DOI

10.17077/etd.mqqlhyex

Document Type

Dissertation

Date of Degree

Spring 2016

Access Restrictions

.

Degree Name

PhD (Doctor of Philosophy)

Degree In

Occupational and Environmental Health

First Advisor

Ramirez, Marizen

First Committee Member

Peek-Asa, Corinne

Second Committee Member

Field, R. William

Third Committee Member

Fethke, Nathan

Fourth Committee Member

Culp, Kennith

Abstract

Work-related injuries are a persistent problem in the manufacturing industry. This research focuses on factors involved in the incidence, severity, and effective treatment of work-related injuries in a population of manufacturing workers. Data from a large Midwestern manufacturing facility were obtained with the aims of measuring the association between shift work and injury incidence, measuring the impact of injury reporting lag on injury severity, describing an intervention designed to provide expedited treatment to injured workers, and describing worker and injury characteristics associated with treatment success.

Using injury and employment data from the Midwestern manufacturing facility for the years 2011 and 2012, we found that workers on second shift had a marginally significant increase in injury incidence compared to first shift workers. No differences were observed between third shift and first shift workers. Gender and job tenure were also found to be associated with increased injury rates. Job tenure was, in fact, a more significant predictor of injury than age.

Using injury data from the years 2011 and 2012, we found that delayed injury reporting had a significant impact on injury severity. As the lag time increased between the date of injury and the injury report date, so too did the odds that the injury would lead to restricted work days. We did not, however, find the same association between reporting lag and lost work days. Injury type was a significant predictor of both restricted and lost days. Job tenure and body part injured were also predictors of lost days.

Finally, we collected data from the years 2007-2009 on injured workers treated for musculoskeletal disorders through an intervention designed to reduce treatment lag time. The intervention, delivered by occupational health nurses and physical therapists, provided injured workers with a physical therapy visit within three days of reporting an injury. The intervention was designed to circumvent two barriers to timely care, the delay between the injury report date and the first occupational health physician visit, and the delay between the first physician visit and the first physical therapy visit. The most significant predictor of program discharge success was patient age. Older workers tended to have lower odds of being discharged to their baseline work duties compared to young workers. Overall, nearly two-thirds of the injured workers referred to the program were successfully discharged, regardless of gender, body part injured, cause of injury, or nature of injury.

This project addresses the important issue of injuries in the manufacturing industry. We provide evidence on the factors associated with injury incidence and injury severity among workers in a large Midwestern manufacturing facility. We also show that workplace injury treatment interventions directed by occupational health nurses and physical therapists can be very effective in returning injured workers to their regular job duties. Our evidence suggests that future research and injury prevention efforts should focus on shift workers, low tenured workers, reducing delayed injury reporting, and reducing delayed injury treatment.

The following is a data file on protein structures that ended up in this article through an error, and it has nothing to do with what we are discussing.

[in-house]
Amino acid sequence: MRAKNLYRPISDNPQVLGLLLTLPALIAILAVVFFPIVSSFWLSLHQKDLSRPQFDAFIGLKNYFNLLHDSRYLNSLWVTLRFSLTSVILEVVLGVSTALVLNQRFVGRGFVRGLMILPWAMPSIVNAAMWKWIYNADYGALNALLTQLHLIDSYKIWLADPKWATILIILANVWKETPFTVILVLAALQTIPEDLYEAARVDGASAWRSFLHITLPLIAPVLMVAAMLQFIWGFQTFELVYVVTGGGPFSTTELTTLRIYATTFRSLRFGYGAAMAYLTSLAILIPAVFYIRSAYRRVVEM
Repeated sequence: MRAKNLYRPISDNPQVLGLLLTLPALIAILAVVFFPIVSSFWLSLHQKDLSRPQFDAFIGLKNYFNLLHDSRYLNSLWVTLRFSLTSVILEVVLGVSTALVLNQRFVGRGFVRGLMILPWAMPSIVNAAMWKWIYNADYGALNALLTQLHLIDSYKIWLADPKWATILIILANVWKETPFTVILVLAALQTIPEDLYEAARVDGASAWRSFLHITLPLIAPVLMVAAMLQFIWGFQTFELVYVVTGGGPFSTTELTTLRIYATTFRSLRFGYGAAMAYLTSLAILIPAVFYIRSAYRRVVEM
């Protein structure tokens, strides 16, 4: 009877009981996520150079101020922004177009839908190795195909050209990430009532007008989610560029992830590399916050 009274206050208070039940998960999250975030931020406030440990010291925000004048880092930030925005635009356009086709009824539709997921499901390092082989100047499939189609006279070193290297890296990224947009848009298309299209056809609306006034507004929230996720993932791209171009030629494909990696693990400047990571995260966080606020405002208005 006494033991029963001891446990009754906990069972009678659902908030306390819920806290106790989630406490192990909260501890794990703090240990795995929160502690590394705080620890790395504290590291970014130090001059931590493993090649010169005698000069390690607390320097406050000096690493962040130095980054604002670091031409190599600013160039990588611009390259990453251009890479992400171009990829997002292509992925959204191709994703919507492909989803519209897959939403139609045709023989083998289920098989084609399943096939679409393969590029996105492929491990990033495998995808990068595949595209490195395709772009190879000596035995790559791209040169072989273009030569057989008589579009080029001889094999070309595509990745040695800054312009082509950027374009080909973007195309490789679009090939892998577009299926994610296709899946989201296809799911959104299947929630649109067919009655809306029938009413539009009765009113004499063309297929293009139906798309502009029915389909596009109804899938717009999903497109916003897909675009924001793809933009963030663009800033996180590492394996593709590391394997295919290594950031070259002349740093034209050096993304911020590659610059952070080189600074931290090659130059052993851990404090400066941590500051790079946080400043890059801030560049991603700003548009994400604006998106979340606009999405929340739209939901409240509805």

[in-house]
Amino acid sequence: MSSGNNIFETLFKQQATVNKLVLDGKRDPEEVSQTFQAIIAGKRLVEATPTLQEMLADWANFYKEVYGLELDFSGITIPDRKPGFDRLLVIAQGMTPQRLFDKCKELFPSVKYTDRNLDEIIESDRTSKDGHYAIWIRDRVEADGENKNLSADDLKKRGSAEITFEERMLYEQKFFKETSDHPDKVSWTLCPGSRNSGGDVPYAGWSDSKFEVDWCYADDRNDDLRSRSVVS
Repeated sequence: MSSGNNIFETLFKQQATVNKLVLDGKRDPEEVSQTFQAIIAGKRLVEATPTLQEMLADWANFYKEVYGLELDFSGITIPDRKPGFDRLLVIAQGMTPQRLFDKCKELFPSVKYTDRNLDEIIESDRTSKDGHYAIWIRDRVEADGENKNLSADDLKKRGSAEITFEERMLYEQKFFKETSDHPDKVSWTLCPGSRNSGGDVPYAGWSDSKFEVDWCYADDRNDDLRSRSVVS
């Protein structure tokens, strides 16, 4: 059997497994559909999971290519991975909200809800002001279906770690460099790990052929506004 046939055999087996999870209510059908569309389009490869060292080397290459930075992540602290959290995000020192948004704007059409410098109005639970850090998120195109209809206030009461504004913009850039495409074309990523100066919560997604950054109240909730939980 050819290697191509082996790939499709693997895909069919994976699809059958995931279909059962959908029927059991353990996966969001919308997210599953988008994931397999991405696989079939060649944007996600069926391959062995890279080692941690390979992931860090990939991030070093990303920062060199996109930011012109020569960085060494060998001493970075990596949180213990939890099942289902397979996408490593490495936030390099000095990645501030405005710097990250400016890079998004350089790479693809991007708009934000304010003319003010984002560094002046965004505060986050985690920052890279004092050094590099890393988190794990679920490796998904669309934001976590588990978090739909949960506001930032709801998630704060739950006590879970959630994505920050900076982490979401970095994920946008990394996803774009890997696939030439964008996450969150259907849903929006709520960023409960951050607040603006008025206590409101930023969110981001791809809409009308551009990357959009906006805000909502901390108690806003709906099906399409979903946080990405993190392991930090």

Public Abstract

This research addresses the persistent problem of work-related injuries in the manufacturing industry. Data from a large Midwestern manufacturing facility were obtained to measure the association between shift work and injury incidence, to determine the impact of injury reporting lag on injury severity as measured by restricted work days and lost work days, to describe an intervention designed to provide expedited treatment to injured workers, and to describe the characteristics of workers and their injuries associated with treatment success.

Overall, we found that second shift workers sustained injuries at a higher rate than first shift workers, females had higher injury rates than males, and higher tenured workers had lower injury rates than low tenured workers. We also found that the longer workers delay reporting their injuries, the greater the odds that injuries will lead to restricted work days. Finally, we found that a treatment intervention directed by nurses and physical therapists was very effective in returning workers to their baseline job tasks regardless of gender, body part injured, cause of injury, or nature of injury.

This research provides evidence on important factors associated with injury incidence and injury severity among manufacturing workers. We also show that workplace injury treatment interventions directed by occupational health nurses and physical therapists can be very effective in returning injured workers to their regular job duties. Our evidence suggests that future research and injury prevention efforts should focus on shift workers, low tenured workers, reducing injury reporting lag time, and reducing injury treatment lag time.

Keywords

Delayed Injury Reporting, Maufacturing, Occupational Injuries, Occupational Injury Treatment, Shift Work, Work-Related Injuries

Pages

vii, 79 pages

Bibliography

Includes bibliographical references (pages 75-79).

Copyright

Copyright © 2016 Nathan Alan Gross

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